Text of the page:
Repression in Algeria: Dissolution of the Algerian League for the Defence of Human Rights

Fiora Garenzi / Hans Lucas / Hans Lucas via AFP

Paris, 23 January 2023. The International Federation for Human Rights (FIDH) has learned of the dissolution by the Algerian junta of its member organisation in Algeria, the Algerian League for the Defence of Human Rights (LADDH). While this decision is not surprising, given Algeria’s context of closure of civil society, it is nonetheless extremely shocking and worrying. In particular, the modalities of this decision are particularly grotesque and speak volumes about the lack of independence of justice in Algeria.

It was through social media that LADDH learned of its dissolution on Friday 20 January. The organisation had been kept out of the whole procedure, which began on 4 May 2022 with an introductory request from the Ministry of the Interior to the administrative court of Algiers, asking for the dissolution. The court, again without informing LADDH, ruled on 29 June in favour of the ministry, only making this decision public in September, without however communicating it to the party concerned. A most curious method, as the accused were never given the opportunity to defend themselves, or even to find out what they were accused of before last Friday.

The Ministry of the Interior’s complaint is allegedly motivated by the organisation’s non-compliance with the texts in force governing associations. In reality, these accusations are obviously unfounded. It is its role of defending human rights, freedom and democracy that LADDH is accused of. Its work on the issue of human rights, in collaboration with other international bodies and organisations, is explicitly mentioned in the judgment text.

Muzzling voice of the voiceless

Since its creation in 1985, the Algerian League for the Defence of Human Rights has been the voice of the voiceless. It has always denounced the repression of political opponents, peaceful demonstrators and citizen movements. It has supported the victims and stood by the most disadvantaged, in particular the families of migrants and religious minorities.

The Algerian regime thus continues its hunt for dissident voices. The repression of Algerian civil society, especially the fringe closest to the Hirak, the large pro-democracy movement launched in 2019, did not start today. It has affected "pro-Hirak" associations such as the Rassemblement Actions Jeunesse (RAJ), the Association SOS Bab Eloued or independent medias such as Radio Med and Maghreb Emergent, banned by the authorities through judicial harassment. This new decision condemns the last independent witness, recognised by international bodies and active in the defence of human rights in Algeria.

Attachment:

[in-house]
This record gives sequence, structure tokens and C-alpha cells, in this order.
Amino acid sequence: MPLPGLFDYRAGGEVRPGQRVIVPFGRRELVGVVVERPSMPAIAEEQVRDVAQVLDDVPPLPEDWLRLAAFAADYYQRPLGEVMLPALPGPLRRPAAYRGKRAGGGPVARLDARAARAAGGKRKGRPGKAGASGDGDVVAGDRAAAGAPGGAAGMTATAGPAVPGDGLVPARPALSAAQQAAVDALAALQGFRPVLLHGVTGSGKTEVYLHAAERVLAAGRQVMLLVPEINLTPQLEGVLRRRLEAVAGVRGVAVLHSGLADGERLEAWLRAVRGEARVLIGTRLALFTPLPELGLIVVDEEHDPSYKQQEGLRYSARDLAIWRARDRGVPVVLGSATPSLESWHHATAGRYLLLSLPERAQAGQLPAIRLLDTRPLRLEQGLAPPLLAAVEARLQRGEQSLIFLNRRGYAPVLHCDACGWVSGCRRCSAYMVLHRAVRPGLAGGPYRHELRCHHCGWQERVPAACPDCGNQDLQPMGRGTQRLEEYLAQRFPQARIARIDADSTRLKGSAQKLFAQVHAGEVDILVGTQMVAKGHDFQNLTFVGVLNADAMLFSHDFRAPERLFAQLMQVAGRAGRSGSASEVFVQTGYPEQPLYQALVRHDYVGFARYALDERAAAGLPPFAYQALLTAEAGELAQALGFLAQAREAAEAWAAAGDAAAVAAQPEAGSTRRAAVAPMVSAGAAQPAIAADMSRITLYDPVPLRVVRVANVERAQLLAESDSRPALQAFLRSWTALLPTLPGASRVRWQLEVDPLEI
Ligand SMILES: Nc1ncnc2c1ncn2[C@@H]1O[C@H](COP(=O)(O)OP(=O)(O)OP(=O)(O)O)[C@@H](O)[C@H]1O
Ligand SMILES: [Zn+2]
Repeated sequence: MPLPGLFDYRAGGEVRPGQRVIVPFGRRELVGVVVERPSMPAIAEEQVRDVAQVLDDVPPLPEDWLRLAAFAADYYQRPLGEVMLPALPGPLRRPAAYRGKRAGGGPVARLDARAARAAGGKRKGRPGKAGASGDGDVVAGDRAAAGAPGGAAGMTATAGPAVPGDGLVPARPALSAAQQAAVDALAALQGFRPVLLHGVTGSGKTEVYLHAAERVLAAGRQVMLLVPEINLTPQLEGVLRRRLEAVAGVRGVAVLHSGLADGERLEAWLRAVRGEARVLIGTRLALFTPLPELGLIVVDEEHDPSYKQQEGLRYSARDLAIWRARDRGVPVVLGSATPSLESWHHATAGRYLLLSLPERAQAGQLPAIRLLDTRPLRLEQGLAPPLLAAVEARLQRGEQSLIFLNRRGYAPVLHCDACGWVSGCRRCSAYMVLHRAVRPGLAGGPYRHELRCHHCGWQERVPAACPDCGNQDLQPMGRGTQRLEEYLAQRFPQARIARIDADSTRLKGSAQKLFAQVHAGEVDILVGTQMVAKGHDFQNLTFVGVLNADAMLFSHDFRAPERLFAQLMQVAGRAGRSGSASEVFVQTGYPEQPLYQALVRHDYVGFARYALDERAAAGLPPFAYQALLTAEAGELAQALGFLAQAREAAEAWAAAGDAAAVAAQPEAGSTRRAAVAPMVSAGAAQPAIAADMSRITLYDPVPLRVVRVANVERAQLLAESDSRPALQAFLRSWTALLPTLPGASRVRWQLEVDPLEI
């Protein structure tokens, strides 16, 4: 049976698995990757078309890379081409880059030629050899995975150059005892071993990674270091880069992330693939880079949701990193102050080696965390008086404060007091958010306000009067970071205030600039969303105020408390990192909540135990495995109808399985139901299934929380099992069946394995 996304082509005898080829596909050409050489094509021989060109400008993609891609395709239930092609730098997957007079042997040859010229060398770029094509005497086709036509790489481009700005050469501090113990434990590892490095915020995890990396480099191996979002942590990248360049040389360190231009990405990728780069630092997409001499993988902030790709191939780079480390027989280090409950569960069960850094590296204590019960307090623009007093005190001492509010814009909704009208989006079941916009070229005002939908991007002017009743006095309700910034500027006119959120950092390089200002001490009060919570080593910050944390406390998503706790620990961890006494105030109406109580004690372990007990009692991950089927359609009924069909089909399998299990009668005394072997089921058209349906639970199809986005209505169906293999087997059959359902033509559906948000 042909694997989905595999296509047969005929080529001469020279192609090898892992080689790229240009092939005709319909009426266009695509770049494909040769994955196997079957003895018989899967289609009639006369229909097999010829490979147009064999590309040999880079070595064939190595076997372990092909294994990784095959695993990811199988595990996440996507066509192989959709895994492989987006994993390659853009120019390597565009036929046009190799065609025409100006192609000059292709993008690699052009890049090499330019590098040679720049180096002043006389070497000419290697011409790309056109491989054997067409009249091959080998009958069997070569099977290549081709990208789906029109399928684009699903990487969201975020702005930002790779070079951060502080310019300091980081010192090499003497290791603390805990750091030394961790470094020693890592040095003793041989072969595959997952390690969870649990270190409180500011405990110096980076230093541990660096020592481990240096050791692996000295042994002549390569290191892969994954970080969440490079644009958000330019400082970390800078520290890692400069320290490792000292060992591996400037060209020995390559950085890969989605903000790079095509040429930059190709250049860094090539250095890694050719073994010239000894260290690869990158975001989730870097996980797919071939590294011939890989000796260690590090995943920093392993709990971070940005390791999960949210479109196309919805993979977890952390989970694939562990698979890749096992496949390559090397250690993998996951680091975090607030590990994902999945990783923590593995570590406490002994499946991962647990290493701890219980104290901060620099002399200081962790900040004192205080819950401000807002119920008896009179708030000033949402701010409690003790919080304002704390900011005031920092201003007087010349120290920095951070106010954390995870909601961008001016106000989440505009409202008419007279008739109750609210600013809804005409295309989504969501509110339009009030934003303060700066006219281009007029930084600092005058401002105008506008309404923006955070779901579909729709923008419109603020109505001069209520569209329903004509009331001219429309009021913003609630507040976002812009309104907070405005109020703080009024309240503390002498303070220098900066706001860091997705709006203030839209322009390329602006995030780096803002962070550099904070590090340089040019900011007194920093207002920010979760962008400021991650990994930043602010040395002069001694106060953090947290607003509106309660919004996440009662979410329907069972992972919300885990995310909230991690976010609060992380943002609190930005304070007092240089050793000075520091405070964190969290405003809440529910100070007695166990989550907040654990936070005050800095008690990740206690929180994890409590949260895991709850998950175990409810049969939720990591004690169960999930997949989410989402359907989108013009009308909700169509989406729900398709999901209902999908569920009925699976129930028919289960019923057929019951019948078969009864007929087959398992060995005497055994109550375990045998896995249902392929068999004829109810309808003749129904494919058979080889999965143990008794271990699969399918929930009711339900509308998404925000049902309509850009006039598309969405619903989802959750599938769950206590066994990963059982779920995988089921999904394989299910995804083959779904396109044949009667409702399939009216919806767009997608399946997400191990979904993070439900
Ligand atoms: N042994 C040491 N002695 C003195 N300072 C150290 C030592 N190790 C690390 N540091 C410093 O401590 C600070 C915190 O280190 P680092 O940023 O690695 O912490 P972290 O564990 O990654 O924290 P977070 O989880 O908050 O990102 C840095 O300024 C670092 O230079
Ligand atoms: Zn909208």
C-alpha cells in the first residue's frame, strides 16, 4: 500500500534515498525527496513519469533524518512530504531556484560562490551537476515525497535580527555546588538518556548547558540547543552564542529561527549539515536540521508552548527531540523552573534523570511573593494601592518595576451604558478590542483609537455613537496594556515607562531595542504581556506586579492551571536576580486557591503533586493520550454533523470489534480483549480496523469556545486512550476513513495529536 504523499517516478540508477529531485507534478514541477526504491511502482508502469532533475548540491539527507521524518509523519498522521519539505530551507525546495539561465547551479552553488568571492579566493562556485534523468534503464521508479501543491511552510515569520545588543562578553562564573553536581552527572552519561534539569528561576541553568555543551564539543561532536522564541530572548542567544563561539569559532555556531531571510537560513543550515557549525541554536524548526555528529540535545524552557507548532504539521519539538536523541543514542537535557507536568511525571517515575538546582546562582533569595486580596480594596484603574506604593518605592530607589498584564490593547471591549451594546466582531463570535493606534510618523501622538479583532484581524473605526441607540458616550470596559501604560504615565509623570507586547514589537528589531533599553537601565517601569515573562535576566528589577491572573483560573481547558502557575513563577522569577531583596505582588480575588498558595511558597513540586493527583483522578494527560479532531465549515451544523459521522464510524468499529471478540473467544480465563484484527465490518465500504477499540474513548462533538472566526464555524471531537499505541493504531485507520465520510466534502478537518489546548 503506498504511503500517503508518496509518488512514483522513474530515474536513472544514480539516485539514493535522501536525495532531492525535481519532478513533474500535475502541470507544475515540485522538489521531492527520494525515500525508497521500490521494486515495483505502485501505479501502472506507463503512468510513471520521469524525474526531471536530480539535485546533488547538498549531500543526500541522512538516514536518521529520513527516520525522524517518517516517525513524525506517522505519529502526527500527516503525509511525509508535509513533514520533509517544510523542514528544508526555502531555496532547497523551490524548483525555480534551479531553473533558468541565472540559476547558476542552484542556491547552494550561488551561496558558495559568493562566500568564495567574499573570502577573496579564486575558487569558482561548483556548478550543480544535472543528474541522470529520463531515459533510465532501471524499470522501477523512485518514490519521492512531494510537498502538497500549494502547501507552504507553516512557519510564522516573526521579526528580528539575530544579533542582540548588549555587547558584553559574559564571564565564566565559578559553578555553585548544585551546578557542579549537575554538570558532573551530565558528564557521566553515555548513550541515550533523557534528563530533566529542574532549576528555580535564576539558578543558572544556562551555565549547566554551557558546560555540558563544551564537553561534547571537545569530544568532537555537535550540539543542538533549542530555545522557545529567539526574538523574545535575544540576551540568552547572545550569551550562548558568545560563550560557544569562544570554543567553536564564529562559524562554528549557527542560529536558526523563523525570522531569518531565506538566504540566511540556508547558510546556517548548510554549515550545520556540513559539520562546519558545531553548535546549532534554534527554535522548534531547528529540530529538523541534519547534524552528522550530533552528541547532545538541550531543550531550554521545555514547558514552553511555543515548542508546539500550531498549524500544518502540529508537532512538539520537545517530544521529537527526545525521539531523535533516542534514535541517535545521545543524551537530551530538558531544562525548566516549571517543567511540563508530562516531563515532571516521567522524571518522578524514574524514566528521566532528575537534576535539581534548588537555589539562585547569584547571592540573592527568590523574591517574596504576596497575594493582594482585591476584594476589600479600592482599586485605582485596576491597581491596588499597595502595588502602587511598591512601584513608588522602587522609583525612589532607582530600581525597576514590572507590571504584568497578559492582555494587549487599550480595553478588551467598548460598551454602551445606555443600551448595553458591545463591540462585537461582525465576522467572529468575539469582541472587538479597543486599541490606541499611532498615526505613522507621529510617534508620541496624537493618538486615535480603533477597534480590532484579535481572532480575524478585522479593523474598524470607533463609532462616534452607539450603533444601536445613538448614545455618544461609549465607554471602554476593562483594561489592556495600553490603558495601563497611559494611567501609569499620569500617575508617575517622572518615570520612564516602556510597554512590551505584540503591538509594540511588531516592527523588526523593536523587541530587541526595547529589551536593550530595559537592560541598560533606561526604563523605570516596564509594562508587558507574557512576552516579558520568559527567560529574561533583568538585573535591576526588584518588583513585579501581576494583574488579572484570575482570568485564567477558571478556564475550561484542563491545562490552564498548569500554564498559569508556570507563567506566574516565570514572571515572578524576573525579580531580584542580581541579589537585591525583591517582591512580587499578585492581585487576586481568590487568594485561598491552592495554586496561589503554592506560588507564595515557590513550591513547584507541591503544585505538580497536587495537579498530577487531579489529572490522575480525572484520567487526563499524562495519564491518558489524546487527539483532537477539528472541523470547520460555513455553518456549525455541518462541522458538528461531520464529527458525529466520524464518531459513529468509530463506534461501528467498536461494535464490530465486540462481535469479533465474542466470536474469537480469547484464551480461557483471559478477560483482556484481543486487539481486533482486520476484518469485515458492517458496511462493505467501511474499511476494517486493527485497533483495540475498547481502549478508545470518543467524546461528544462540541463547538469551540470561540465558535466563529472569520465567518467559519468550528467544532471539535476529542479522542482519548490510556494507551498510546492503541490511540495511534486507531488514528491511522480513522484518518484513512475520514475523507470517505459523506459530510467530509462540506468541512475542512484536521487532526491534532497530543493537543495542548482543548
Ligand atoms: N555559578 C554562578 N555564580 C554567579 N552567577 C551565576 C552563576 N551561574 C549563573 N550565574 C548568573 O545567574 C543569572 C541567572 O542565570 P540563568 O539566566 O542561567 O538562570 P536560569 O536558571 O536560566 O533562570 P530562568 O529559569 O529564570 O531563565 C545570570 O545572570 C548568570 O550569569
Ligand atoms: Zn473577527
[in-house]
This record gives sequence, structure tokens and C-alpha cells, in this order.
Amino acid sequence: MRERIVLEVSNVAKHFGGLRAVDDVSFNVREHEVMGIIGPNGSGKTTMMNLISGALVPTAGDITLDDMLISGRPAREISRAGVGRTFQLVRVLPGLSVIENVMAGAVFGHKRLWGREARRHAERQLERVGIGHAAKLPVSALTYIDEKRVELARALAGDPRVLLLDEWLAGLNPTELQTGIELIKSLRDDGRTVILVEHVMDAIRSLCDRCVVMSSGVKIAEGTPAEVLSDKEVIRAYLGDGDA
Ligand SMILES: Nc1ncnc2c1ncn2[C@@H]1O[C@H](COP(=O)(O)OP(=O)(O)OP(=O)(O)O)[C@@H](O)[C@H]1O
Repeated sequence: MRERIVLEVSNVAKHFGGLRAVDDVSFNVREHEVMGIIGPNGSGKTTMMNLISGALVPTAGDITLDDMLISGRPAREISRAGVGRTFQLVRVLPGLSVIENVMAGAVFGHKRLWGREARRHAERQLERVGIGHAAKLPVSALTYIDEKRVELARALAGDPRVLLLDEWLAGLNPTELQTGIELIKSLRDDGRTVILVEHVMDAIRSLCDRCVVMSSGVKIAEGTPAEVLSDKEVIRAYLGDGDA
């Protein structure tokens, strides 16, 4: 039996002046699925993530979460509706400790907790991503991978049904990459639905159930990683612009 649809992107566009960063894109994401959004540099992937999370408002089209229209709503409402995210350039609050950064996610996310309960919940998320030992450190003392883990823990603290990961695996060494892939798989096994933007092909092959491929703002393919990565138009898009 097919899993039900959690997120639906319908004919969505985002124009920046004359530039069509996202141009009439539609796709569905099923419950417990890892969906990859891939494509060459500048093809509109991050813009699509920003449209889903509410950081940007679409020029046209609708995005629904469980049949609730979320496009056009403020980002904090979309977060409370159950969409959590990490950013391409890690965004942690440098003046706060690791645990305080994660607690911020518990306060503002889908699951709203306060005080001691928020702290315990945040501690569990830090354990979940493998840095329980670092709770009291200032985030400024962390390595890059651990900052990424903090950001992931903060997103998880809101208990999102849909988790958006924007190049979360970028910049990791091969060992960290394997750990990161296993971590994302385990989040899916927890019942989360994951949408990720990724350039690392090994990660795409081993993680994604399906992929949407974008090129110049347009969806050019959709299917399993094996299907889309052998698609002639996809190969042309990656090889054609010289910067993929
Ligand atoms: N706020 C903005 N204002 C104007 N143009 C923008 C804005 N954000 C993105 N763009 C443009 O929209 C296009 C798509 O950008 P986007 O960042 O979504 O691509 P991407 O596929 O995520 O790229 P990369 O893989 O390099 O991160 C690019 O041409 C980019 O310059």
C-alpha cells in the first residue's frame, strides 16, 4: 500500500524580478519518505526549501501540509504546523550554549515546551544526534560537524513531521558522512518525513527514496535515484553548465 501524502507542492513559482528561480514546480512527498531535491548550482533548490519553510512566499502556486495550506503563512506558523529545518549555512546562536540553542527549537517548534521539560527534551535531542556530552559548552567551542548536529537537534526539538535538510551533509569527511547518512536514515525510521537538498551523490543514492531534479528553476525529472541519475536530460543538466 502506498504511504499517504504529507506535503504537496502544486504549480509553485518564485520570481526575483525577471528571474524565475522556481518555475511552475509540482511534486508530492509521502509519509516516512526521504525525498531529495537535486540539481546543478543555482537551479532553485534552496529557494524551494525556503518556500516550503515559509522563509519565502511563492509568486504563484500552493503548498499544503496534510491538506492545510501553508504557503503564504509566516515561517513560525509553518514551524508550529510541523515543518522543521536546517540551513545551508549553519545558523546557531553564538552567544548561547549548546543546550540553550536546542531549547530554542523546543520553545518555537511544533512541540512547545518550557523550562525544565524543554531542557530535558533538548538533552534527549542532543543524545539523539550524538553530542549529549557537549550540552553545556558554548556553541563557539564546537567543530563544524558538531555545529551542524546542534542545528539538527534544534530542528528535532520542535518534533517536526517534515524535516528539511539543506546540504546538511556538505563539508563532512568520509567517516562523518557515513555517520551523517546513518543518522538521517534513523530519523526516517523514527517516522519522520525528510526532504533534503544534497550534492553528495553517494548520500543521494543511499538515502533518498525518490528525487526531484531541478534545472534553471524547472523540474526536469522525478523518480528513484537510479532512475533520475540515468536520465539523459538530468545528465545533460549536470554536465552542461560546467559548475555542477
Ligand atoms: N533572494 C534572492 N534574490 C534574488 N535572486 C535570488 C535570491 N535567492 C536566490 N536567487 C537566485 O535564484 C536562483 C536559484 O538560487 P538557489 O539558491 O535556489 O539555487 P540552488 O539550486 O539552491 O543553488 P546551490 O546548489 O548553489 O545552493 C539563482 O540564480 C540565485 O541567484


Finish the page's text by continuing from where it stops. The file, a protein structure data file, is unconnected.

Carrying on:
"The persecution of our organisation in Algeria shows only one thing: that the defence of human rights scares authoritarian regimes."

Alice Mogwe, President of FIDH

"The Algerian example is striking, but it is not the only one. It is reminiscent of the dissolution of another NGO member of the FIDH and just as emblematic: Memorial, dissolved by the Russian state in December 2021. The parallel is striking", declared Alice Mogwe, President of FIDH.

"The LADDH knows it can count on the unfailing support of FIDH}, » declared Yosra Frawes, head of the Middle East and North Africa Desk at FIDH. « Through the LADDH, we support all Algerian civil society, its activists for human rights, for women’s rights, for democracy and for the right to remember past crimes."

"With the arbitrary dissolution of LADDH, the Algerian regime fully assumes its dictatorial nature before national and international opinion", said Aïssa Vice-President of LADDH and FIDH.

"This is a challenge to the democratic gains of several generations of human rights activists, we will not be silent."

Aïssa Vice-President of LADDH and FIDH
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